- The Washington Times - Tuesday, January 7, 2003

Racist 'Rings'?
"I kept stumbling on articles about how [author J.R.R.] Tolkien was a racist and/or about how 'The Lord of the Rings' is pro-war propaganda. Both of these ideas have dedicated adherents. For example, John Yatt says in the British newspaper, the Guardian:
"'The Lord of the Rings is racist. It is soaked in the logic that race determines behaviour. Orcs are bred to be bad, they have no choice.
"'To cap it all, the races that Tolkien has put on the side of evil are then given a rag-bag of non-white characteristics that could have been copied straight from a [neo-Nazi] leaflet. Dark, slant-eyed, swarthy, broad-faced it's amazing he doesn't go the whole hog and give them a natural sense of rhythm.'
"One is tempted to ask who is the real racist here? On the one hand, we have people like me who see horrific, flesh-eating, dull-witted creatures with jagged feral teeth, venomous mouths, pointed devilish ears, and reptilian skin, and say, 'Cool, orcs!' On the other hand, we have people, like Mr. Yatt, who see the same repugnant creatures and righteously exclaim, 'Black people!' Maybe he should spend less time vetting movies for signs of racism and more time vetting himself if, that is, he free-associates black people with these subhuman monsters."
Jonah Goldberg, writing on "Movies & Metaphors," Friday in National Review Online at www.nationalreview.com

The Islamic dream
"The jihadi goal is absolute and cannot be accommodated by the elimination of grievance, through negotiation or by repression. The cause and core of jihadi terror is the conviction that only violence can assure the triumph of Islam and that such a triumph is possible. Either the whole changes or the jihad continues.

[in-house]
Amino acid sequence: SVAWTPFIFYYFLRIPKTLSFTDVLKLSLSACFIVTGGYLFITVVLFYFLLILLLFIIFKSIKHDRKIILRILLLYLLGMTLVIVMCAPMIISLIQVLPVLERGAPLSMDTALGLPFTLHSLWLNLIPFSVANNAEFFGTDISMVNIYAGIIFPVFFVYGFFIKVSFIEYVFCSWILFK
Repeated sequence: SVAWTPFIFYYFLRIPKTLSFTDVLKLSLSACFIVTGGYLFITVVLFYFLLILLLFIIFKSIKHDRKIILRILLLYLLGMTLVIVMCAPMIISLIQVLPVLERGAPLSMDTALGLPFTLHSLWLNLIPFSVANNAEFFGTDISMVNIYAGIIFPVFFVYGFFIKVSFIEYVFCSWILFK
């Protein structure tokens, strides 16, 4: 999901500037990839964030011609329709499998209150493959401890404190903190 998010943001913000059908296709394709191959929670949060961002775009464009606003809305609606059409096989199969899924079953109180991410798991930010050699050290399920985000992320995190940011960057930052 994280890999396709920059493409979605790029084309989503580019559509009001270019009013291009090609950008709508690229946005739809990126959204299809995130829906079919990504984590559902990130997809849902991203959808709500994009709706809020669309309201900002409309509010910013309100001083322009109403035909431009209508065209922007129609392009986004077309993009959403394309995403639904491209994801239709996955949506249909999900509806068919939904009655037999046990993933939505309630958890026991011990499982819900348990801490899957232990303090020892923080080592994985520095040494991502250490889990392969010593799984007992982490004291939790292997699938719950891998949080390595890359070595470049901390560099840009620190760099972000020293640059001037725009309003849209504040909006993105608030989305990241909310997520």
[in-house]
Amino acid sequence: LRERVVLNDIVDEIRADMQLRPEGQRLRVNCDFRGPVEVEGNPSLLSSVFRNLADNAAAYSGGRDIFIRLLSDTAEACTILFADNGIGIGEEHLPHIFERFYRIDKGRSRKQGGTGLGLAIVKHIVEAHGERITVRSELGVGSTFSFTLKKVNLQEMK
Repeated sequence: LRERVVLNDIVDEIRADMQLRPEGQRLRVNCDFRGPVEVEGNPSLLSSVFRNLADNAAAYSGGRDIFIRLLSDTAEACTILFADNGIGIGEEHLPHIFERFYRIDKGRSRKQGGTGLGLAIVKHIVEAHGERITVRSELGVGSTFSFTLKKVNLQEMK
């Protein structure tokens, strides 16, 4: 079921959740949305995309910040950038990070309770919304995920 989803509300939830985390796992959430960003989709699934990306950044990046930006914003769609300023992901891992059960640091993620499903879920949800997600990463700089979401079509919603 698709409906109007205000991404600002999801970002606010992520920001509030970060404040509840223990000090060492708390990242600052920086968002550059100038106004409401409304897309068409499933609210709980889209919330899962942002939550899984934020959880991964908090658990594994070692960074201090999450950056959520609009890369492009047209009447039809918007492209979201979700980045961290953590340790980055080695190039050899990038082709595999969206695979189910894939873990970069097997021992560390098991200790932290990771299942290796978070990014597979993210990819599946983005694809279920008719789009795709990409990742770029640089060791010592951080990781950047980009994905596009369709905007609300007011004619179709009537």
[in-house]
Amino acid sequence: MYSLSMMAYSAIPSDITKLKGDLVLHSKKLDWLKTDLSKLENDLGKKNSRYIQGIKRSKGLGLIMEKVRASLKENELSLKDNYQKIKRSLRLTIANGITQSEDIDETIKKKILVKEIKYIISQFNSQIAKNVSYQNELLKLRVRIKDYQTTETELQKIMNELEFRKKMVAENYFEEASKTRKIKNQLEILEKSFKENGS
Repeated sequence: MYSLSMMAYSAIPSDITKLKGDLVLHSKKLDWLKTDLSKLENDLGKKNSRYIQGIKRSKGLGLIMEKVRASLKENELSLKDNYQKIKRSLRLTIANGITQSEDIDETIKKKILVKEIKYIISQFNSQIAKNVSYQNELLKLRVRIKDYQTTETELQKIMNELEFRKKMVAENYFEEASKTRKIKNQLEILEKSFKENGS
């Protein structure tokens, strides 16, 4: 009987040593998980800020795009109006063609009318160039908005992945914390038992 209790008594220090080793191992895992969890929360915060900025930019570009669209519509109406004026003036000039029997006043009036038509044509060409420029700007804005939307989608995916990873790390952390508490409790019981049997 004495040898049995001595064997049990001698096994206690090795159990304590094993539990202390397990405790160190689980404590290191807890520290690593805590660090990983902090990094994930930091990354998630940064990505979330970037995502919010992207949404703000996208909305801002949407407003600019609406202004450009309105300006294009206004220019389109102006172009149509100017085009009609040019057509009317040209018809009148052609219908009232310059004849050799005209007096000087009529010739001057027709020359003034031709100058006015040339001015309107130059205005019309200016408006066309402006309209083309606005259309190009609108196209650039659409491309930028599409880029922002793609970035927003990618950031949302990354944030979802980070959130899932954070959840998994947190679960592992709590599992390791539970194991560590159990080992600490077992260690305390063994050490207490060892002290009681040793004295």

"The enormous power of the Islamic dream is that it offers so much: an explanation of what hinders the Muslim world from its rightful success; who is responsible for this crime against Islam; and why they must be punished. The dream is a bloody one, yet for the dreamer it offers hope and a mission, which is why it attracts both the idealists and the outraged, the educated and the desperate.
"As long as the jihadi are tolerated by their own, hidden from view, dedicated to the dream and convinced that jihad is the only way into the future, America is at grave risk."
J. Bowyer Bell, from his new book, "Murders on the Nile"

'Callow pretension'
"Todd Louiso's 'Love Liza' relentlessly tracks the headless-chicken grief trajectory of a widowed Web-site engineer (Philip Seymour Hoffman), who responds to his wife's suicide and his emptied life by huffing gasoline.
"While dithering about whether to read his wife's final note, Hoffman's disoriented schlub falls in with a pleasantly obsessive model-plane fanatic (a surprising turn by Jack Kehler), shrugs off the sympathetic gestures of his unpredictable mother-in-law (Kathy Bates), and haunts gas stations. But mostly he just huffs gasoline.
"What should have been an idiosyncratic 20-minute short is distended by repetition and loads of standard indie-film time-killers (musical interludes, p.o.v. expressionism, driving scenes, etc.), always returning to the spectacle of Hoffman huffing gasoline, an activity even he can't make interesting.
"Lisa Rinzler's cinematography may be lovely, but Love Liza's tale itself (written by Hoffman's brother) virtually collapses into an inhalant blackout, maintaining consciousness just long enough to achieve callow pretension."
Michael Atkinson, writing on "The Mourning After," in the Jan. 1-7 edition of the Village Voice

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